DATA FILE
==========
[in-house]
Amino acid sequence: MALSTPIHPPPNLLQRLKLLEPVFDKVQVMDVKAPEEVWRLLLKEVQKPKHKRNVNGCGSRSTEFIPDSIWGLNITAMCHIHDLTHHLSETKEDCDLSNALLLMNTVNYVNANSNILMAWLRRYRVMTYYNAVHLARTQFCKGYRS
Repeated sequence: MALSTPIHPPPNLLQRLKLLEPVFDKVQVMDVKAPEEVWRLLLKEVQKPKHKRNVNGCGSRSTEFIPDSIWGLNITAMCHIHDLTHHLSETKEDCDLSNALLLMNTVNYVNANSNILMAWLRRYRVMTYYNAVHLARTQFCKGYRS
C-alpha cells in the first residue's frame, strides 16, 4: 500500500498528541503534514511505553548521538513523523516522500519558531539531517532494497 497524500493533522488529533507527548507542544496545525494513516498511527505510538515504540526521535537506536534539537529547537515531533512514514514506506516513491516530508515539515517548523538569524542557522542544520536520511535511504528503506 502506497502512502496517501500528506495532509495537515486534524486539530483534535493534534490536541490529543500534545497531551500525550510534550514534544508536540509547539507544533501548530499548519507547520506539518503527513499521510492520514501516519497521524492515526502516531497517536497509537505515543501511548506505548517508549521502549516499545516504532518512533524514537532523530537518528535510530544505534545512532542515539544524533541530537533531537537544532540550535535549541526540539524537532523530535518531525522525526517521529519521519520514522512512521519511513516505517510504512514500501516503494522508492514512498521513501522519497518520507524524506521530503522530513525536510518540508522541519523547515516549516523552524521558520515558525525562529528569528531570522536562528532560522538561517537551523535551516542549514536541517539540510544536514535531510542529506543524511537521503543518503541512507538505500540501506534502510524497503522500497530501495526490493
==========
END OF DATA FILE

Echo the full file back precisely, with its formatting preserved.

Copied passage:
[in-house]
Amino acid sequence: MALSTPIHPPPNLLQRLKLLEPVFDKVQVMDVKAPEEVWRLLLKEVQKPKHKRNVNGCGSRSTEFIPDSIWGLNITAMCHIHDLTHHLSETKEDCDLSNALLLMNTVNYVNANSNILMAWLRRYRVMTYYNAVHLARTQFCKGYRS
Repeated sequence: MALSTPIHPPPNLLQRLKLLEPVFDKVQVMDVKAPEEVWRLLLKEVQKPKHKRNVNGCGSRSTEFIPDSIWGLNITAMCHIHDLTHHLSETKEDCDLSNALLLMNTVNYVNANSNILMAWLRRYRVMTYYNAVHLARTQFCKGYRS
C-alpha cells in the first residue's frame, strides 16, 4: 500500500498528541503534514511505553548521538513523523516522500519558531539531517532494497 497524500493533522488529533507527548507542544496545525494513516498511527505510538515504540526521535537506536534539537529547537515531533512514514514506506516513491516530508515539515517548523538569524542557522542544520536520511535511504528503506 502506497502512502496517501500528506495532509495537515486534524486539530483534535493534534490536541490529543500534545497531551500525550510534550514534544508536540509547539507544533501548530499548519507547520506539518503527513499521510492520514501516519497521524492515526502516531497517536497509537505515543501511548506505548517508549521502549516499545516504532518512533524514537532523530537518528535510530544505534545512532542515539544524533541530537533531537537544532540550535535549541526540539524537532523530535518531525522525526517521529519521519520514522512512521519511513516505517510504512514500501516503494522508492514512498521513501522519497518520507524524506521530503522530513525536510518540508522541519523547515516549516523552524521558520515558525525562529528569528531570522536562528532560522538561517537551523535551516542549514536541517539540510544536514535531510542529506543524511537521503543518503541512507538505500540501506534502510524497503522500497530501495526490493